After an ice cold beer at the pub on Thursday night, I came home to my hostel where my classmates were facing a problem we had never really encountered before. Some girls were standing in towels, while others were just looking to freshen up before bed. There was NO WATER. After deciding we needed to call someone to inform them our water was not working, a brave soul decided to do some research. One of my classmates informed us that the water on the Aran Islands is completely shut off from 11 pm to 9:30 am. Chaos! Where will people shower? How will people brush their teeth? Where will people use the bathroom? The lack of water made us realize just how much we use water on a daily basis back in the United States. With no warning at all, we had to adjust for the next couple of hours, whether it meant holding off your shower until the next morning, or for some people, washing their hands with sparkling water. The only thing to do was to wait.
The next morning we learned why the water needed to be turned off. The extremely dry weather and the lack of rainfall, especially on the islands, has forced the residents to make changes in their everyday lives such as shortening showers, washing dishes with close to no water and dealing with the lack of toilets for long stretches of time throughout the night. This not only affects them but it affects their businesses. Inis Mor and Inis Oirr are both attractive tourists sites. If people know they cannot depend on water, or may not be able to use the water when at their leisure, it could turn away a good amount of their business. As Dr. Speakman said, “this is a price we have to pay. Would you rather have nice weather and less water, or rainy weather with no water problems.”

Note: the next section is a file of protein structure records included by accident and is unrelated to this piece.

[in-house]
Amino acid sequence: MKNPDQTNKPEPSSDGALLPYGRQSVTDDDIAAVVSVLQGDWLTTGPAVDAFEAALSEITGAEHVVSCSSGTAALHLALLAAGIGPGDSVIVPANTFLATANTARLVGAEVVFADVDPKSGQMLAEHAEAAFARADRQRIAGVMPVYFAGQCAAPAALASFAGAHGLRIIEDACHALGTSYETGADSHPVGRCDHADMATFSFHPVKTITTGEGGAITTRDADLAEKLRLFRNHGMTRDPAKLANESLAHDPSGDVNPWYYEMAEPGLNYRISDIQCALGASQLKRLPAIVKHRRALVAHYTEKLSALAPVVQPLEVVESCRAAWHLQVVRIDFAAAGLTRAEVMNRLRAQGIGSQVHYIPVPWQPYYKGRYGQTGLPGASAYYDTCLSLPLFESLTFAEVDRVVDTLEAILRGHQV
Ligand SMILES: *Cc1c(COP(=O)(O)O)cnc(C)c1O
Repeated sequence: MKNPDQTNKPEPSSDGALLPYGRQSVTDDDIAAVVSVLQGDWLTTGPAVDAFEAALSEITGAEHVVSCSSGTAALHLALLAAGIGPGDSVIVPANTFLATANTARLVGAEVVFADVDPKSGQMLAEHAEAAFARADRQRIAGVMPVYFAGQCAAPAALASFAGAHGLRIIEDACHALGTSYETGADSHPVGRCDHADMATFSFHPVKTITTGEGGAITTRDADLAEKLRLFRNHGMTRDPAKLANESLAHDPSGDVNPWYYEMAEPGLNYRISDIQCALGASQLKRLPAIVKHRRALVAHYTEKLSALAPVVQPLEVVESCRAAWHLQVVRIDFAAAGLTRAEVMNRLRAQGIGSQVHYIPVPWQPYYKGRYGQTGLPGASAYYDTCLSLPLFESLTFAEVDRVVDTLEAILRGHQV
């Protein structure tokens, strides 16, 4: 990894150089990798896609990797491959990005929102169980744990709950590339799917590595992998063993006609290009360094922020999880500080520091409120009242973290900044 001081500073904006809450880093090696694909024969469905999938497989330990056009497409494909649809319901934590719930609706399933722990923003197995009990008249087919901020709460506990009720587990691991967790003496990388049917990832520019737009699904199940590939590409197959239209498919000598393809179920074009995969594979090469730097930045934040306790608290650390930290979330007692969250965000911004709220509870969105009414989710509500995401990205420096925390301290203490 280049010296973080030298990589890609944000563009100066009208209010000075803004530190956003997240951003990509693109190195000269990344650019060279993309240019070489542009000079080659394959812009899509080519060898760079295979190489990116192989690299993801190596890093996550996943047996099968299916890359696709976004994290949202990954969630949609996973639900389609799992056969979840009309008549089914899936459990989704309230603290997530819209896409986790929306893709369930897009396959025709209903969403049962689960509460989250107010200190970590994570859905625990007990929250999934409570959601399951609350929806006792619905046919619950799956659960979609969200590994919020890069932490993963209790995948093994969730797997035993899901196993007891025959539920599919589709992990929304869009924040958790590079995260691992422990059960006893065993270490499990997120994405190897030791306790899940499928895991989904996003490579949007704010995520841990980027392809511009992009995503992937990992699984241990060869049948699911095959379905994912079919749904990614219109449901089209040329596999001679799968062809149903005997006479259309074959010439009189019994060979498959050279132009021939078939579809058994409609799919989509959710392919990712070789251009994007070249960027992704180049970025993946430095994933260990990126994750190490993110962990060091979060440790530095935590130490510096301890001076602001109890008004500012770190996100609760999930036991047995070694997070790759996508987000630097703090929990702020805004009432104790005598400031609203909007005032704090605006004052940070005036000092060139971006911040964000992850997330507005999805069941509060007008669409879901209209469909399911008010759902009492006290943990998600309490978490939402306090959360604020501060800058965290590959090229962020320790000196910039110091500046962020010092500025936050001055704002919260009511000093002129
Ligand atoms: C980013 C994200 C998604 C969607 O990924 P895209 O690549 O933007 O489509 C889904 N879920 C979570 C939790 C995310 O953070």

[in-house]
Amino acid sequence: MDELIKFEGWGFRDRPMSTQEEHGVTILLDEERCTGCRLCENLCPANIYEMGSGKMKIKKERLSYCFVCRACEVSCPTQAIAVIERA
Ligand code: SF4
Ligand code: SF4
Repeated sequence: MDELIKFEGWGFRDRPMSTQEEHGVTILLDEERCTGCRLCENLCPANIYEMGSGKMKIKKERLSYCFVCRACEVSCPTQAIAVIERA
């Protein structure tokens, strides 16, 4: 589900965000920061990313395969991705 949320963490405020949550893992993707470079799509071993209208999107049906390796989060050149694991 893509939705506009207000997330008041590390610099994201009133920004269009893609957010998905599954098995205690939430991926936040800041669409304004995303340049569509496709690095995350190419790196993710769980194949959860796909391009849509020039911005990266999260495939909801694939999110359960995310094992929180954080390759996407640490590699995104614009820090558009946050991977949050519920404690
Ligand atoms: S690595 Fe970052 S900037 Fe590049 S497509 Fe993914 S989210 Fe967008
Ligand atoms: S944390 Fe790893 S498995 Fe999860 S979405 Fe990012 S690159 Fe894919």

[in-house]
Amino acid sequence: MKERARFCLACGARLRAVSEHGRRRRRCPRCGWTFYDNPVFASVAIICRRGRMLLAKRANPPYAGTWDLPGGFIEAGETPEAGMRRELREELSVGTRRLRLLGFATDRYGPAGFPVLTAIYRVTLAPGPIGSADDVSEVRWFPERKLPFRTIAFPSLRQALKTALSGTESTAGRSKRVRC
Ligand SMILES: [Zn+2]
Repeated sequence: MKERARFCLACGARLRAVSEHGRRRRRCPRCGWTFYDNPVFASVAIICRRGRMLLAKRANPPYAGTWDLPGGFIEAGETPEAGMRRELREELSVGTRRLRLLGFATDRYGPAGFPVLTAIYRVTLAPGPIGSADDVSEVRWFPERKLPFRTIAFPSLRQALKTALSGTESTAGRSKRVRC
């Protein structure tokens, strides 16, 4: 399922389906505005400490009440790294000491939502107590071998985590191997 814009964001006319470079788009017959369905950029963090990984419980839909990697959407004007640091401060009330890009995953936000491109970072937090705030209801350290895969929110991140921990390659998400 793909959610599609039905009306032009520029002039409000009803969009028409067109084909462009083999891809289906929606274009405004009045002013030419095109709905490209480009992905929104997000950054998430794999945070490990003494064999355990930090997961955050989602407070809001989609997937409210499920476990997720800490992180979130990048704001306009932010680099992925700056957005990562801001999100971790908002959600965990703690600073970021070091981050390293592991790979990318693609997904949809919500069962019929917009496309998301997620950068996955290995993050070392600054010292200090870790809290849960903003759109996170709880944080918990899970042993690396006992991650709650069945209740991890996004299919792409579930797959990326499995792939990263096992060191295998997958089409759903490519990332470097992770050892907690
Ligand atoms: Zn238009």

Although the first night the water shortage was surprising and a little frustrating, I think some of us learned a lesson through these struggles. I realized how much I take water for granted and how much water I let fly down the drain for no reason. I will be the first to admit that more often than not, I spend a good amount of time in the shower just standing there letting the water hit my face. Many times I leave the water going while brushing my teeth. And nine times out of ten I am doing laundry multiple times a week when I honestly have plenty of other clothes I could wear. I definitely did not enjoy the shock of having no running water for an extended period of time, but it made me think about every one of my choices at the hostel. How can I wash my dishes without wasting any water? How can I take a more efficient shower? How can I take these practices home and save even the slightest bit of water? While water is a luxury for me at home, I need to remember that many parts of the world do not share these riches. Although I am not planning to physically bring buckets of water to countries around the world, the idea of saving or sharing water is a lesson that will stick with me forever.